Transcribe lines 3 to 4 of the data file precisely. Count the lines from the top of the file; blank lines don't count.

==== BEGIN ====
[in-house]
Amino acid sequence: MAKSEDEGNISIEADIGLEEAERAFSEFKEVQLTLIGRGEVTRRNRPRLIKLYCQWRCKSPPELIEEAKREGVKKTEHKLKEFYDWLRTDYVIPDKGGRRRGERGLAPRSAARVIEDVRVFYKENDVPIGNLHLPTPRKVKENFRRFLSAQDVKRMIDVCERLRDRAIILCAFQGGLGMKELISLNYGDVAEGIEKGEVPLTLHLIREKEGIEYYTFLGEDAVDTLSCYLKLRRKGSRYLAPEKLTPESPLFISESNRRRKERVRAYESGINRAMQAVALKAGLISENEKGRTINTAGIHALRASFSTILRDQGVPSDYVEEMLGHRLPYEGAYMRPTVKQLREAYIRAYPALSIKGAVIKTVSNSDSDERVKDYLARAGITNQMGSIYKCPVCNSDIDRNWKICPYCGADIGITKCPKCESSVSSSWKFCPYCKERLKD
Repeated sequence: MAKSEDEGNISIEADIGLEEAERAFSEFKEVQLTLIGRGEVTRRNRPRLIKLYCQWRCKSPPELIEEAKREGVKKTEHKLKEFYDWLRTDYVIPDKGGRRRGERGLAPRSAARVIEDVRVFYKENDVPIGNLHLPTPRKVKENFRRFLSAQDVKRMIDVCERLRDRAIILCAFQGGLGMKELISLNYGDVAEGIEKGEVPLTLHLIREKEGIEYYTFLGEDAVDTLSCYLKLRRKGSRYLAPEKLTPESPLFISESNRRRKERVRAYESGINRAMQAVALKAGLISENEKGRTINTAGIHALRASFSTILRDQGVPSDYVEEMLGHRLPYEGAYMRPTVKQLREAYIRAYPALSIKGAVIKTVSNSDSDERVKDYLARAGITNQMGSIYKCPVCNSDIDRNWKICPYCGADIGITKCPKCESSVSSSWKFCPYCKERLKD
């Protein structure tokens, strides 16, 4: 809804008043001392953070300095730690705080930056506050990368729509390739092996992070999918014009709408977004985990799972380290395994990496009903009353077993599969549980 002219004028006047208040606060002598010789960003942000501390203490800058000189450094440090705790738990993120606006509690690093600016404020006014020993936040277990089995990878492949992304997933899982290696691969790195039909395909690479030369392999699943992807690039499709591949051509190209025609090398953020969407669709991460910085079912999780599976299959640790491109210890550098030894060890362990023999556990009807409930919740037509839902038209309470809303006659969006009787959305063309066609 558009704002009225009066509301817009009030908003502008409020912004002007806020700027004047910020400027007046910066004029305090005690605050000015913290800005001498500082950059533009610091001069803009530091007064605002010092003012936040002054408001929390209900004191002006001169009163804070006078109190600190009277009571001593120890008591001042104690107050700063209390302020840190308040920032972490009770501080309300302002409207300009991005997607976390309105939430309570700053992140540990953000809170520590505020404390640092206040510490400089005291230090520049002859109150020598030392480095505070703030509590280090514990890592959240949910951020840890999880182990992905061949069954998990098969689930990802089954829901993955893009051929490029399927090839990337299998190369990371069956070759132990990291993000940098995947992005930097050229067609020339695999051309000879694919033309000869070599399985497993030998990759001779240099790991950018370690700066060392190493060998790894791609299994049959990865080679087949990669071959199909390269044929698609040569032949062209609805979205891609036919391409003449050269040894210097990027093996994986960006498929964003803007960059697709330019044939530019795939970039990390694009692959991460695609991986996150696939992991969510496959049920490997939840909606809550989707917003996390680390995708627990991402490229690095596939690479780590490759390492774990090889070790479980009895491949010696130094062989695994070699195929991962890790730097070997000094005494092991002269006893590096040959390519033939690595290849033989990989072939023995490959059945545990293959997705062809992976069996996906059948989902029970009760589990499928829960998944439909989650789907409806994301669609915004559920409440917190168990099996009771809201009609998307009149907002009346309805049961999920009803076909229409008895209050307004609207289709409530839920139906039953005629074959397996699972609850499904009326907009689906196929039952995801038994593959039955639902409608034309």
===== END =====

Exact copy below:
Repeated sequence: MAKSEDEGNISIEADIGLEEAERAFSEFKEVQLTLIGRGEVTRRNRPRLIKLYCQWRCKSPPELIEEAKREGVKKTEHKLKEFYDWLRTDYVIPDKGGRRRGERGLAPRSAARVIEDVRVFYKENDVPIGNLHLPTPRKVKENFRRFLSAQDVKRMIDVCERLRDRAIILCAFQGGLGMKELISLNYGDVAEGIEKGEVPLTLHLIREKEGIEYYTFLGEDAVDTLSCYLKLRRKGSRYLAPEKLTPESPLFISESNRRRKERVRAYESGINRAMQAVALKAGLISENEKGRTINTAGIHALRASFSTILRDQGVPSDYVEEMLGHRLPYEGAYMRPTVKQLREAYIRAYPALSIKGAVIKTVSNSDSDERVKDYLARAGITNQMGSIYKCPVCNSDIDRNWKICPYCGADIGITKCPKCESSVSSSWKFCPYCKERLKD
């Protein structure tokens, strides 16, 4: 809804008043001392953070300095730690705080930056506050990368729509390739092996992070999918014009709408977004985990799972380290395994990496009903009353077993599969549980 002219004028006047208040606060002598010789960003942000501390203490800058000189450094440090705790738990993120606006509690690093600016404020006014020993936040277990089995990878492949992304997933899982290696691969790195039909395909690479030369392999699943992807690039499709591949051509190209025609090398953020969407669709991460910085079912999780599976299959640790491109210890550098030894060890362990023999556990009807409930919740037509839902038209309470809303006659969006009787959305063309066609 558009704002009225009066509301817009009030908003502008409020912004002007806020700027004047910020400027007046910066004029305090005690605050000015913290800005001498500082950059533009610091001069803009530091007064605002010092003012936040002054408001929390209900004191002006001169009163804070006078109190600190009277009571001593120890008591001042104690107050700063209390302020840190308040920032972490009770501080309300302002409207300009991005997607976390309105939430309570700053992140540990953000809170520590505020404390640092206040510490400089005291230090520049002859109150020598030392480095505070703030509590280090514990890592959240949910951020840890999880182990992905061949069954998990098969689930990802089954829901993955893009051929490029399927090839990337299998190369990371069956070759132990990291993000940098995947992005930097050229067609020339695999051309000879694919033309000869070599399985497993030998990759001779240099790991950018370690700066060392190493060998790894791609299994049959990865080679087949990669071959199909390269044929698609040569032949062209609805979205891609036919391409003449050269040894210097990027093996994986960006498929964003803007960059697709330019044939530019795939970039990390694009692959991460695609991986996150696939992991969510496959049920490997939840909606809550989707917003996390680390995708627990991402490229690095596939690479780590490759390492774990090889070790479980009895491949010696130094062989695994070699195929991962890790730097070997000094005494092991002269006893590096040959390519033939690595290849033989990989072939023995490959059945545990293959997705062809992976069996996906059948989902029970009760589990499928829960998944439909989650789907409806994301669609915004559920409440917190168990099996009771809201009609998307009149907002009346309805049961999920009803076909229409008895209050307004609207289709409530839920139906039953005629074959397996699972609850499904009326907009689906196929039952995801038994593959039955639902409608034309």